The grim history of medical experimentation on the continent is cited in videos blazing across WhatsApp, warning viewers to steer clear of drugs from abroad.

Some don’t trust the AstraZeneca doses, specifically — the bulk of the Covax supply — after the suspensions in Europe over blood clot concerns. (Health watchdogs assert that risk is low.)

“People rely too much on social networks to do their research,” said Modeste Assi, a nurse at Ivory Coast’s busiest vaccine center in the commercial capital, Abidjan. “They also see what is happening in Europe and on the international level and that makes them scared. There is a danger that we don’t use all of the vaccines.”

A recent Afrobarometer poll of five West African countries — Benin, Liberia, Senegal, Niger and Togo — found that only 4 in 10 respondents said they’d consider getting a dose.

In Ivory Coast, the government is scrambling to boost interest with social media campaigns and Facebook Live events. Scientists are scheduling meetings with influential religious leaders, hoping to sway followers.

“There is a serious risk that if we are not using these doses with short shelf lives, it will be a waste and a tragic waste,” said Richard Mihigo, coordinator of immunization and vaccine development for the WHO’s Africa arm.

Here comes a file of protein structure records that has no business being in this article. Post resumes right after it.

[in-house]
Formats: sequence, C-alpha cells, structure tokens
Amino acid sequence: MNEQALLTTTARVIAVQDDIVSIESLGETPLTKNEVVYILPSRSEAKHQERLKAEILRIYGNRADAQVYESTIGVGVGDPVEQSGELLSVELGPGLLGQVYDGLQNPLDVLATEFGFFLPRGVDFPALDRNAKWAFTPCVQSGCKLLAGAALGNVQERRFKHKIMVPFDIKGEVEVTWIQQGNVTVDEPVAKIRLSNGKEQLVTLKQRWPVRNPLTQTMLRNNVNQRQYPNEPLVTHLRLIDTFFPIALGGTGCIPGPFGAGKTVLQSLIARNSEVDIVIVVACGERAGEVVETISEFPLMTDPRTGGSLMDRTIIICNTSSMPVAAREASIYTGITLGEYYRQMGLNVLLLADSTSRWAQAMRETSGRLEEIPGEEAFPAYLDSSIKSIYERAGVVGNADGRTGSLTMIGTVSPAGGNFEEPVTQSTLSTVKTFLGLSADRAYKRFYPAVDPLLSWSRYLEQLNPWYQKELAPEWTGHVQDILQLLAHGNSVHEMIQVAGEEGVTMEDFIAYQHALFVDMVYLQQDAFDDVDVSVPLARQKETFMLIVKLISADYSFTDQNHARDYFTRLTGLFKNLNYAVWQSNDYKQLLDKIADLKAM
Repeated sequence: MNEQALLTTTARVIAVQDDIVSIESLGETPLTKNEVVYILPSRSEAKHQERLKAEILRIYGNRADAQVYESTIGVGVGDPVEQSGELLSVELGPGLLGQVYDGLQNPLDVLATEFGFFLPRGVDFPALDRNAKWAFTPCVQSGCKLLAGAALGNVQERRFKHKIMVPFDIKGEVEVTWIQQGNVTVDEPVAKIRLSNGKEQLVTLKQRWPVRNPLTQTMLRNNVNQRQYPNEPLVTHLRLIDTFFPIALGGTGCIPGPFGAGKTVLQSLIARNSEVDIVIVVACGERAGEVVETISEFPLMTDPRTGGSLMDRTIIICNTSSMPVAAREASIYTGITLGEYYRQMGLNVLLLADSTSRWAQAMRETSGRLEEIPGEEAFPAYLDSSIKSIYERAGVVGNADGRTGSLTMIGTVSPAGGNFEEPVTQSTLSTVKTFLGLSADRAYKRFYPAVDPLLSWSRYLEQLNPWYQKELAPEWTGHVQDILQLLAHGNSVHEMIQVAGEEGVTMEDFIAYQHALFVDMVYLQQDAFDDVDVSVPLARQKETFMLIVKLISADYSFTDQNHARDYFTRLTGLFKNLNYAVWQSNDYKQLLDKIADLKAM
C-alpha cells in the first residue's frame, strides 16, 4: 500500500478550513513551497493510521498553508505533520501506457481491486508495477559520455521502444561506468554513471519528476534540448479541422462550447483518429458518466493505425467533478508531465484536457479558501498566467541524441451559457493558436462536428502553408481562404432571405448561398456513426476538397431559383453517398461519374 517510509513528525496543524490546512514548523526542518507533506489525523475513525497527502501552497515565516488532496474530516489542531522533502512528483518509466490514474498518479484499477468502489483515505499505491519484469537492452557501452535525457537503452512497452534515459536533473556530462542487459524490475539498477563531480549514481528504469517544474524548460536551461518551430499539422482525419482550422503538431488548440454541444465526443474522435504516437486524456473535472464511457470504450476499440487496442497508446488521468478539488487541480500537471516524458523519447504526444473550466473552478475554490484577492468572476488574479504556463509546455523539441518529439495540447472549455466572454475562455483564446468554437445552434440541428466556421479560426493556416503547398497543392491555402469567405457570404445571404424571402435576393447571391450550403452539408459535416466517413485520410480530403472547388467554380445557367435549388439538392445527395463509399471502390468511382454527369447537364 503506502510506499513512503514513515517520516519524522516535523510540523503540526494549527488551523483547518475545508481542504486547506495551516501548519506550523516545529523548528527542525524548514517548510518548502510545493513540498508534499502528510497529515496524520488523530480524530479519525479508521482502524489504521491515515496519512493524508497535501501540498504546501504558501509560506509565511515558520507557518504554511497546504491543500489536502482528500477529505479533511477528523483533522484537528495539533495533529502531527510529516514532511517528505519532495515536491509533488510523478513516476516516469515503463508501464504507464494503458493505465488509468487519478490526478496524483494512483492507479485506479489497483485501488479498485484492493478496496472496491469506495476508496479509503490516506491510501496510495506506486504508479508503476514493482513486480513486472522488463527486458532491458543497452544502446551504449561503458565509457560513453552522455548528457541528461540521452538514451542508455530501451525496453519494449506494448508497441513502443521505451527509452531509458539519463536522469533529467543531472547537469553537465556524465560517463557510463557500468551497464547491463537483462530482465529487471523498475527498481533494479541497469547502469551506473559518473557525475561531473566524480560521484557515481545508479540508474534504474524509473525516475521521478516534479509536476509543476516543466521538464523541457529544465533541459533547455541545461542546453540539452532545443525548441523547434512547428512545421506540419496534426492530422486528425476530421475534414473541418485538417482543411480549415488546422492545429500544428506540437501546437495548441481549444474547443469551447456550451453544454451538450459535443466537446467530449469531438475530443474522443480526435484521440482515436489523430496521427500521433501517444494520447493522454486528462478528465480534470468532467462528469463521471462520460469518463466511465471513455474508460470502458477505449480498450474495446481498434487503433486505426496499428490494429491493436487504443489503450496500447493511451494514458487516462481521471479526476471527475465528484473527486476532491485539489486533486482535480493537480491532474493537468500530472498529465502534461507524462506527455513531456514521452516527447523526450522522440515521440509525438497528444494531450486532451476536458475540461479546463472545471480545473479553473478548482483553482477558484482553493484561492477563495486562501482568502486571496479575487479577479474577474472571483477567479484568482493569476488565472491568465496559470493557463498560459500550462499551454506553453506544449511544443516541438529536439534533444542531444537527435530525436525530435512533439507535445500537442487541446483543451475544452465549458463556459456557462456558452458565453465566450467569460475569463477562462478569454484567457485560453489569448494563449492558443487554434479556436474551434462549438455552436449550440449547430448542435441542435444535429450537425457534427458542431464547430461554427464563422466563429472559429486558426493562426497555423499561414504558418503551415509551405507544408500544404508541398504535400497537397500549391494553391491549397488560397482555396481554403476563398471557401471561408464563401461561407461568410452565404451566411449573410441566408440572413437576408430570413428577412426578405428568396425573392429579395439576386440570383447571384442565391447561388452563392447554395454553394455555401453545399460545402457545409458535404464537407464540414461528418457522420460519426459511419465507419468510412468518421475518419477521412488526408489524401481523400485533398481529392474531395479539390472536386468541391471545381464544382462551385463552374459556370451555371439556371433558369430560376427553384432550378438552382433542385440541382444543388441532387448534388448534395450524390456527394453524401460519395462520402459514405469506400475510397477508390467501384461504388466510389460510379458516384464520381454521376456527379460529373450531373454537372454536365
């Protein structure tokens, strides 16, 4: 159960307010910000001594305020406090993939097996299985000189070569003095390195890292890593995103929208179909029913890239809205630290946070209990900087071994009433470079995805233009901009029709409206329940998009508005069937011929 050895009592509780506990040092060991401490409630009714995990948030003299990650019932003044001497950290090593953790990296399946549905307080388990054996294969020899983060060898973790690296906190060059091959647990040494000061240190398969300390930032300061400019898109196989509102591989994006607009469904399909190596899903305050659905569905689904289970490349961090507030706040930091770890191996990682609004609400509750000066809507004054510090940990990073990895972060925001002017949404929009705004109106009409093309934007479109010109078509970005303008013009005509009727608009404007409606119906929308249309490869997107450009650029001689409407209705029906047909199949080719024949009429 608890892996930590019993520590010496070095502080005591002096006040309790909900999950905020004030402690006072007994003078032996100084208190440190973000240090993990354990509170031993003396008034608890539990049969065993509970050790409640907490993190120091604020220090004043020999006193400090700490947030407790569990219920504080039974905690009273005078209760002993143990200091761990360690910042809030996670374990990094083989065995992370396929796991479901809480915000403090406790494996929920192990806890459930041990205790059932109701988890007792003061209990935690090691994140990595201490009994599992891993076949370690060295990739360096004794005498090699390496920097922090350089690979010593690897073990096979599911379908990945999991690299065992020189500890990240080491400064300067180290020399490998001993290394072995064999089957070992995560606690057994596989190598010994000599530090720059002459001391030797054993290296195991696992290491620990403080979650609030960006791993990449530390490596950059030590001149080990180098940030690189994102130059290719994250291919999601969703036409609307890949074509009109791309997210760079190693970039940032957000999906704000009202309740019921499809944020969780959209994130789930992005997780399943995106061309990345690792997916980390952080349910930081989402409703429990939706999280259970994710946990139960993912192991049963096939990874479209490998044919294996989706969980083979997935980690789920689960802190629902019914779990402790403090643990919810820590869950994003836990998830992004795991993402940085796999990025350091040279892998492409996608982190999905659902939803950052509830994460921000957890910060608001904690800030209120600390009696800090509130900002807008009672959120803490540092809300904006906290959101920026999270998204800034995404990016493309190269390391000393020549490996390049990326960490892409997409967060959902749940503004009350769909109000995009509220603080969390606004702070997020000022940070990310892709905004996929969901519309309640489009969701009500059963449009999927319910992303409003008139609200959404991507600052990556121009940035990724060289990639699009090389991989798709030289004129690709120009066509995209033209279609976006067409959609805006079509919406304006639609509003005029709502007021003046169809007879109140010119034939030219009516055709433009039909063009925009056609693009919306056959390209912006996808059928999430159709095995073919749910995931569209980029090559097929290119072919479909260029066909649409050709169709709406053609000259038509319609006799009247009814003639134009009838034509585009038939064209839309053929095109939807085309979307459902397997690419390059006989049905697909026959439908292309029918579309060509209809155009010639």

Planners had assumed the 500,000 initial doses would go quickly in Abidjan, which is home to 95 percent of recorded infections. Ivory Coast had counted 44.326 cases and 247 deaths by Friday.

They felt ready. The original expiration date on the vials was in June, before regulators in India, home to AstraZeneca’s top manufacturer, said the doses could be stored for nine months instead of six.

To receive the first shipment from Covax, the country had to prove it could support a rollout with trained workers and adequate storage. Patrick Achi, the nation’s prime minister, received the country’s first jab on live television.

Leaders aimed to vaccinate at least 2 million people by the end of the year.

The nation opened about 50 vaccination sites. At first they prioritized health workers, soldiers, police officers and teachers. Then anyone older than 50 or suffering from a chronic medical condition could show up. Then — on Monday — any adult.

Yet the short clinic lines have persisted.

On a recent afternoon, a few dozen people were waiting for the needle inside a white tent outside the Palais des Sports, an arena in Abidjan. About 450 would get a dose that day.

One was Oulahi Adeka, a 27-year-old theater prop designer, who wanted to avoid the illness that struck a few people she knew.

“My friends told me I was crazy,” Adeka said. “But I told them that if I don’t die from having this vaccine, then they need to come and get vaccinated, too.”

They’re worried about being guinea pigs, she added.

“Many people say the coronavirus doesn’t exist,” Adeka said, “or that this vaccine rollout is all about Europeans coming to do tests on Africans.”

Across town, Ludovic Mambé, a 56-year-old construction worker, said he has no plans to sign up.

“In France, they banned the vaccine,” he said, referencing the European country’s AstraZeneca suspension. “If other countries don’t take the vaccine, why should we?”